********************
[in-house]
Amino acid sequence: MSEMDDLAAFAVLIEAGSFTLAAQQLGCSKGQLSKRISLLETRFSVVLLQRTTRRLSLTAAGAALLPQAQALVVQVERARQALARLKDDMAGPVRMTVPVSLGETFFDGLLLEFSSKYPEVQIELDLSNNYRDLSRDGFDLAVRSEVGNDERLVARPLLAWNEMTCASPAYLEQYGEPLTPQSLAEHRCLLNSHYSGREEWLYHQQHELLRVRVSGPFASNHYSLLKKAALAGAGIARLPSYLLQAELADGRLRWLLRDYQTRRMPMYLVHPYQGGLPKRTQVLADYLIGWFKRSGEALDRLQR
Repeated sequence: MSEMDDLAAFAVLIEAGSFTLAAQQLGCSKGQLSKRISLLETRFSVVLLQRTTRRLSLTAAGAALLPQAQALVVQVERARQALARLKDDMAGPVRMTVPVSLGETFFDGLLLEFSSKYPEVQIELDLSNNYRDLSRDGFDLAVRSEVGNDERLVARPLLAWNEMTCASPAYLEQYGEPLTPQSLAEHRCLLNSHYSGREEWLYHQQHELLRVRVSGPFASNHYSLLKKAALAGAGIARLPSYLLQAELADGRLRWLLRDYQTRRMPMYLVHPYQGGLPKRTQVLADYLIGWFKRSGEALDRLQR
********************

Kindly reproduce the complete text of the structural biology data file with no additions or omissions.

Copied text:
[in-house]
Amino acid sequence: MSEMDDLAAFAVLIEAGSFTLAAQQLGCSKGQLSKRISLLETRFSVVLLQRTTRRLSLTAAGAALLPQAQALVVQVERARQALARLKDDMAGPVRMTVPVSLGETFFDGLLLEFSSKYPEVQIELDLSNNYRDLSRDGFDLAVRSEVGNDERLVARPLLAWNEMTCASPAYLEQYGEPLTPQSLAEHRCLLNSHYSGREEWLYHQQHELLRVRVSGPFASNHYSLLKKAALAGAGIARLPSYLLQAELADGRLRWLLRDYQTRRMPMYLVHPYQGGLPKRTQVLADYLIGWFKRSGEALDRLQR
Repeated sequence: MSEMDDLAAFAVLIEAGSFTLAAQQLGCSKGQLSKRISLLETRFSVVLLQRTTRRLSLTAAGAALLPQAQALVVQVERARQALARLKDDMAGPVRMTVPVSLGETFFDGLLLEFSSKYPEVQIELDLSNNYRDLSRDGFDLAVRSEVGNDERLVARPLLAWNEMTCASPAYLEQYGEPLTPQSLAEHRCLLNSHYSGREEWLYHQQHELLRVRVSGPFASNHYSLLKKAALAGAGIARLPSYLLQAELADGRLRWLLRDYQTRRMPMYLVHPYQGGLPKRTQVLADYLIGWFKRSGEALDRLQR